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on June 3, 1999
Those of you who read Lynn Nicholas' astonishing The Rape of Europa will be disappointed by this book, which is in many ways a necessary supplement to Nicholas' spine-tingling work. The record of greed, fear, coercion and barbarism visible behind the glittering surface of the Parisian art world in the 1940's is a truly moving human story. The photographs, all of now-vanished works of modern art, provide a valuable record for the historian, as many of the lost works have never been published. Unfortunately, the book is nearly ruined by a flat and pedestrian writing style. The author may have taken years to write this book, and conducted hundreds of interviews, but one would never know that. Feliciano writes as if he were a USA Today reporter - utterly superficial treatments of serious issues and no sign whatsoever of any personal investment in the story. The art and personalities of the period deserved a better historian than Mr. Feliciano, I am sorry to say. Useful for the documentary information only.
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on June 21, 2007
Other books may relate how the Nazis plundered art, but this book actually led the world to do something about it. You know how you read in the paper all the time that some heir of a Holocaust victim is in a lawsuit to get back valuable paintings? It's directly a result of The Lost Museum. For fifty years, nothing happened in terms of restitution. Feliciano's groundbreaking investigative research is what led museums to examine the provenance of their artwork, caused governments to change their statutes of limitations, and urged heirs to pursue artworks they assumed had long ago vanished.

I wish I could give it more than five stars.
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on July 7, 2008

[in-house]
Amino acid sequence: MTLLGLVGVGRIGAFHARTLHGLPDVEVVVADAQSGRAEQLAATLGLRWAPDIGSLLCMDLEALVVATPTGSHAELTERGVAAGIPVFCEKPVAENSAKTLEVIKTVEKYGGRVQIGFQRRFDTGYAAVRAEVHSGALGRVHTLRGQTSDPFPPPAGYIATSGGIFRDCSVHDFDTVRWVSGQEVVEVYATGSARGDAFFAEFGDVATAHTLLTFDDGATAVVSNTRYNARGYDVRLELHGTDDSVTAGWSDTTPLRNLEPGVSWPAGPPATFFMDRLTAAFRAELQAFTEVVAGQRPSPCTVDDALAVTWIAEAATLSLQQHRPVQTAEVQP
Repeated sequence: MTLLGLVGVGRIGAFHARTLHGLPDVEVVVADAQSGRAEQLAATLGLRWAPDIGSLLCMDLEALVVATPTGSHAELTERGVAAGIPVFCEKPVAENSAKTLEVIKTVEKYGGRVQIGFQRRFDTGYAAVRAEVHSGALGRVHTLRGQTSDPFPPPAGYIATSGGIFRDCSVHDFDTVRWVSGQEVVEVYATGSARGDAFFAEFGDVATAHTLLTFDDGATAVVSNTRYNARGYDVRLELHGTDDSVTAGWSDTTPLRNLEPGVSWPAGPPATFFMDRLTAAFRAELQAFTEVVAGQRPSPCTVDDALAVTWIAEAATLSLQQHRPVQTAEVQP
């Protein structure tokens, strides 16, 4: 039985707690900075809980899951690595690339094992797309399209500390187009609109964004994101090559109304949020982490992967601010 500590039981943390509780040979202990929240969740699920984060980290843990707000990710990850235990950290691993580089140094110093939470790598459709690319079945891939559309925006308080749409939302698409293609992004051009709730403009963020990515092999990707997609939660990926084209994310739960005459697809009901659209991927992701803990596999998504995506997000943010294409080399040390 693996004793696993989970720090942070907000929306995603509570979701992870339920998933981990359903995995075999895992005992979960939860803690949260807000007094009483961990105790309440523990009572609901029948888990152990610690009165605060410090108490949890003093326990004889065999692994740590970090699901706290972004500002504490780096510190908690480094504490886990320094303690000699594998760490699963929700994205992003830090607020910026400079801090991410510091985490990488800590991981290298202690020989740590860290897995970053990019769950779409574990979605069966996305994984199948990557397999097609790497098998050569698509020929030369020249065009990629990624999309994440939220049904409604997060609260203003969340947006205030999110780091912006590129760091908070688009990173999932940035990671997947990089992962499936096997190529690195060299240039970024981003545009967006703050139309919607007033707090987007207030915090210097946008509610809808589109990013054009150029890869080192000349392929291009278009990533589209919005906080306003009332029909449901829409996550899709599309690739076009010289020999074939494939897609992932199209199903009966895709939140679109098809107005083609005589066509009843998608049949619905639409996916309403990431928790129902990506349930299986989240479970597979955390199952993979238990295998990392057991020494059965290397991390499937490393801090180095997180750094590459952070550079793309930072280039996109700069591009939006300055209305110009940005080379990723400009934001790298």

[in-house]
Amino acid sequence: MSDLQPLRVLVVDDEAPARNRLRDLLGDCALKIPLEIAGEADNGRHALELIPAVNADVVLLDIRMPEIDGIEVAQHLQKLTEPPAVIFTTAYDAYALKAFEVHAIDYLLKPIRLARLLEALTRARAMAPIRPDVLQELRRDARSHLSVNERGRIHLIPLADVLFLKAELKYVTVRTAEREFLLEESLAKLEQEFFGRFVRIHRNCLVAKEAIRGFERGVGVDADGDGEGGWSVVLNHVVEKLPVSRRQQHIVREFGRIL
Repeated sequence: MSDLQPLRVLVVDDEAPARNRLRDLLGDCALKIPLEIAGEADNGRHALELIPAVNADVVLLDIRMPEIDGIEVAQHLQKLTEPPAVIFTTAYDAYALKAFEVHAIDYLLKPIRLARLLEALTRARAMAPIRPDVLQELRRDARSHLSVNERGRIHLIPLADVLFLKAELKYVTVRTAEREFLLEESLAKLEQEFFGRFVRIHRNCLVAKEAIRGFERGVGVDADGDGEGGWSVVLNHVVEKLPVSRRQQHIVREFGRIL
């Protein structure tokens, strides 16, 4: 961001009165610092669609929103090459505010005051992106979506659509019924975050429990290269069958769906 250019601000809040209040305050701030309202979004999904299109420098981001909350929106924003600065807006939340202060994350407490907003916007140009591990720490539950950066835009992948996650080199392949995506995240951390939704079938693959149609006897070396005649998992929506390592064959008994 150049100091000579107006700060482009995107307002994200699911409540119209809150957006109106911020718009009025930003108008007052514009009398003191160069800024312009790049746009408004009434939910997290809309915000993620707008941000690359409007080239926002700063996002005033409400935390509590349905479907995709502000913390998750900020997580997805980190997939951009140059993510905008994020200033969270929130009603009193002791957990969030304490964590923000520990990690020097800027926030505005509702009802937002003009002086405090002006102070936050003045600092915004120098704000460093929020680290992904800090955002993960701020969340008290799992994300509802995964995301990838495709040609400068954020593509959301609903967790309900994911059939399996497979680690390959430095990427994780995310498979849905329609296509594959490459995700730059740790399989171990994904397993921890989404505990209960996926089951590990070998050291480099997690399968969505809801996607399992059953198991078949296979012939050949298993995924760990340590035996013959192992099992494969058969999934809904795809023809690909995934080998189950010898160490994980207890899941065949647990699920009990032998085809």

This was a big hit in France when it came out, but as an English-language book it suffers by comparison to Lynn Nicholas's magisterial 'Rape of Europa,' a vastly better book on the same topic--better written and better researched. Feliciano takes what is, in and of itself, a fascinating, profound story and cheapens it with his overheated writing style. Also, he claims to have made a lot of new documentary discoveries--the Schenker papers, documenting the shipment of looted works within France--which aren't so new, as anyone who reads Nicholas's book knows. Those documents have been publicly accessible since the late 1970s. On the whole I would not recommend this book, but would recommend the Rape of Europa instead.
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on April 2, 1998
A fascinating story about another way the Germans persecuted the countries they conquered during WWII. The writing is not great and there are problems of a linear time-line, but overall an interesting read because it is very obvious the author did a lot of research into this seldom written about part of the war.
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on July 6, 2008
The title of this work should have been something like "Knaves of Art: The complicity of the Paris art market in Nazi theft of Jewish art in World War II.". As such it is well enough told in an episodic way, highlighting through description the moral and ethical positions taken by many people who surely knew what was happening. The pictures of the art galleries disposed of and the pieces of art still missing bring forth both sadness and indignation. This book is not anything like a comprehensive study of the overall Nazi plunder of art which needs to be sought elsewhere. With a more honest title this book might have deserved four stars. Fault the publisher more than the writer.